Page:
Dr. Daniel Siegel: How attachment helps children thrive
The kind of attachment a parent forms with his or her child has a
profound impact on the development of the child's brain and helps shape
emotional, social and mental functioning, according to Dr. Daniel
Siegel, a medical expert who has dedicated his career to studying the
connections between human relationships and neurophysiology.
Siegel, associate clinical professor of psychiatry at the Foundation
for Psychocultural Research at the UCLA School of Medicine, shared his
views during the Zero to Three 19th Annual Training Institute in
Sacramento last month. In his lecture, "The Interpersonal Neurobiology
of Attachment: Helping Parents Make Sense of Relationships," Siegel's
key message was that the quality of a person's relationships and mental
well-being depends heavily on his or her early attachments with parents
Siegel will also speak at the kick-off lecture for ParentMap's Pathways lecture series, addressing the topic of Parenting from the Inside Out: How a Deeper Self-Understanding can Help You Raise Children who Thrive. The lecture will begin at 7 p.m. Thursday, Feb. 24 at the Intiman Theater in Seattle.
Communication patterns form the basis of early parent-child attachments, Siegel explains. In a process called "contingent communication," a parent perceives the signals of his or her child, processes them and responds to them in a timely fashion. This sensitive form of caregiving makes the child feel safe and understood, and secure that his needs will be met.
Secure parent-child attachments result in a process called neural integration, Siegel says. In a person who has formed healthy attachments, the right hemisphere of the brain -- which specializes in autobiographical information, the sending and perceiving of non-verbal signals, and the ability to feel empathy -- works with the left hemisphere, which is responsible for logical thinking. "When these components come together -- when you have integration of the brain -- you achieve the most flexible, adaptable, energizing, stable mental state," Siegel says.
On the flip side, research has shown that a child who is raised by an emotionally barren or inaccessible caretaker may avoid attachments, leading to later uncertainties in life and anxiety in social situations. If the child is reared in an abusive environment, the child may grow up unable to form healthy social attachments and regulate his emotions.
The bottom line? "When kids have secure attachments, they do well in life," Siegel says. "When they don't, their cognitive social development is compromised. So we need to do whatever is necessary to promote secure attachments."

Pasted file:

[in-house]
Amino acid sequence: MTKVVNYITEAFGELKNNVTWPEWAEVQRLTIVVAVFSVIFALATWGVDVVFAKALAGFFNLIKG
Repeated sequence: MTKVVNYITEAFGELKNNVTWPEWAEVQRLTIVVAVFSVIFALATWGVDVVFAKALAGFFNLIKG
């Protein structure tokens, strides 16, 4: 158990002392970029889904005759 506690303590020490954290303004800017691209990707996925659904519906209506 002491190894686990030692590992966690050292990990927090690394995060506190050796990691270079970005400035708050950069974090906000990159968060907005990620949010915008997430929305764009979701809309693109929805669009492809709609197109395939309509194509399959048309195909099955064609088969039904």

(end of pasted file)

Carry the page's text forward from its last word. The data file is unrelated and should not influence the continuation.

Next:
The good news, he says, is that the brain's structure can actually be altered by new experiences. After spending more than a decade conducting "adult attachment interviews," in which he analyzed adults and how their early attachments later affected their relationships with their own children, he identified five processes parents can use to build more positive attachments with their kids. They are:
- Collaborative communication, the sharing of non-verbal signals such as eye contact, facial expressions and tone of voice.
- Reflective dialogue, talking with their children about thoughts, feelings, perceptions, memories, sensations, attitudes, beliefs and intentions, all of which help kids develop compassion.
- Repair, reaching out to a child and apologizing after a misconnection.
- Emotional communication, accepting and sharing both the child's positive and negative emotional states and helping the child regulate his emotions.
- Coherent narrative, delving into one's past to better understand oneself and one's children.
The fifth process, coherent narrative, is particularly important, Siegel
says. Research shows that successful parents have gained insights into
how their own childhoods -- and relationships with their own parents --
influenced their development as an adult and a parent. Adults who have
"made sense of their lives" tend to raise kids who are securely
attached to them.
On the negative side, parents who don't remember much of their childhoods or say their childhood has had no impact on them, usually have children with less secure attachments. Parents with "leftover issues," or emotional themes that intrude on the present, may also have children who are not as well attached.
Through therapy and personal reflection, Siegel says, parents can gain the tools necessary to become better caregivers. By becoming more aware of how the past has shaped their current and future relationships with their kids, they can help their children grow into psychologically and emotionally healthy adults.
"Science has shown that it is not what happened to you in the past that matters most in determining how you raise your children," said Siegel. "Instead, it is how you have come to make sense of your early life experiences that is the most robust predictor of how your children will become attached to you."
Maryann LoRusso is a San Francisco-based freelance writer and mother who writes about a wide range of topics, including parenting, health, travel and fashion. She is the mother of a 2-year-old daughter.